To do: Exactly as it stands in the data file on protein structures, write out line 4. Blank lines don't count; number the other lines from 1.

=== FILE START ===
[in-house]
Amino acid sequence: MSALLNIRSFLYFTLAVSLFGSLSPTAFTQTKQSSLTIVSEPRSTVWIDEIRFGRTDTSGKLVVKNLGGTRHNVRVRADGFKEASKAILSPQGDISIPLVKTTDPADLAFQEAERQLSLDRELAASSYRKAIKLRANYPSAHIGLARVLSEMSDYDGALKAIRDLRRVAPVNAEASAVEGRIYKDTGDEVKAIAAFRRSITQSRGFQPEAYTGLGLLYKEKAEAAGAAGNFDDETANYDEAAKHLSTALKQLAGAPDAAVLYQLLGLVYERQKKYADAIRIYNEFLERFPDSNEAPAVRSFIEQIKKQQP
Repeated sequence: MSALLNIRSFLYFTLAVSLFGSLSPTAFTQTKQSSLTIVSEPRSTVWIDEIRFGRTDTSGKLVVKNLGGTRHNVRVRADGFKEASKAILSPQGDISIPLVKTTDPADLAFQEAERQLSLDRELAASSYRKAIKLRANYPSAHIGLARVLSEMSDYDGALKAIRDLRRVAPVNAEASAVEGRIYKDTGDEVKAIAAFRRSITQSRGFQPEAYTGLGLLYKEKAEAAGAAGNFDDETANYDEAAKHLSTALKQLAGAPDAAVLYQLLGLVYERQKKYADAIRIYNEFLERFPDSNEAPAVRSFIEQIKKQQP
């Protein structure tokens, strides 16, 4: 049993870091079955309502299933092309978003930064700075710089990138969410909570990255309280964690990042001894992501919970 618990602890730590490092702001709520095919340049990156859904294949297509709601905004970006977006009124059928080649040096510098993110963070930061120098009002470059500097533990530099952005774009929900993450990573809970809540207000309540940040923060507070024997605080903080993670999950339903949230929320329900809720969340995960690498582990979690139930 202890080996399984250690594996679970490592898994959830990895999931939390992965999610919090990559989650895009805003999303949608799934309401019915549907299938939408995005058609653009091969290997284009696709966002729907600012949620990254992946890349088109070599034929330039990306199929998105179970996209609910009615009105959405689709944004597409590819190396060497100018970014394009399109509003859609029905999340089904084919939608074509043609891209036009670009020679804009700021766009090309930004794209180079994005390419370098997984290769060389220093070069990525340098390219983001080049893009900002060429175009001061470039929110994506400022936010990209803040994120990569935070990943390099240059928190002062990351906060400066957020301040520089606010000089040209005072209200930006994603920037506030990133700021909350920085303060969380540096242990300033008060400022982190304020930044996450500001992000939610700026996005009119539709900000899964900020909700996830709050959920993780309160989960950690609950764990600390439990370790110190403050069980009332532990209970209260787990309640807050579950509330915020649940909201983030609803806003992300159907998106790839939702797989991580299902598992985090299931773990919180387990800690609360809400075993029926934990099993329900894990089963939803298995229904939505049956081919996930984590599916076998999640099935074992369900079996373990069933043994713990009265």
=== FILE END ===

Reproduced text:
């Protein structure tokens, strides 16, 4: 049993870091079955309502299933092309978003930064700075710089990138969410909570990255309280964690990042001894992501919970 618990602890730590490092702001709520095919340049990156859904294949297509709601905004970006977006009124059928080649040096510098993110963070930061120098009002470059500097533990530099952005774009929900993450990573809970809540207000309540940040923060507070024997605080903080993670999950339903949230929320329900809720969340995960690498582990979690139930 202890080996399984250690594996679970490592898994959830990895999931939390992965999610919090990559989650895009805003999303949608799934309401019915549907299938939408995005058609653009091969290997284009696709966002729907600012949620990254992946890349088109070599034929330039990306199929998105179970996209609910009615009105959405689709944004597409590819190396060497100018970014394009399109509003859609029905999340089904084919939608074509043609891209036009670009020679804009700021766009090309930004794209180079994005390419370098997984290769060389220093070069990525340098390219983001080049893009900002060429175009001061470039929110994506400022936010990209803040994120990569935070990943390099240059928190002062990351906060400066957020301040520089606010000089040209005072209200930006994603920037506030990133700021909350920085303060969380540096242990300033008060400022982190304020930044996450500001992000939610700026996005009119539709900000899964900020909700996830709050959920993780309160989960950690609950764990600390439990370790110190403050069980009332532990209970209260787990309640807050579950509330915020649940909201983030609803806003992300159907998106790839939702797989991580299902598992985090299931773990919180387990800690609360809400075993029926934990099993329900894990089963939803298995229904939505049956081919996930984590599916076998999640099935074992369900079996373990069933043994713990009265």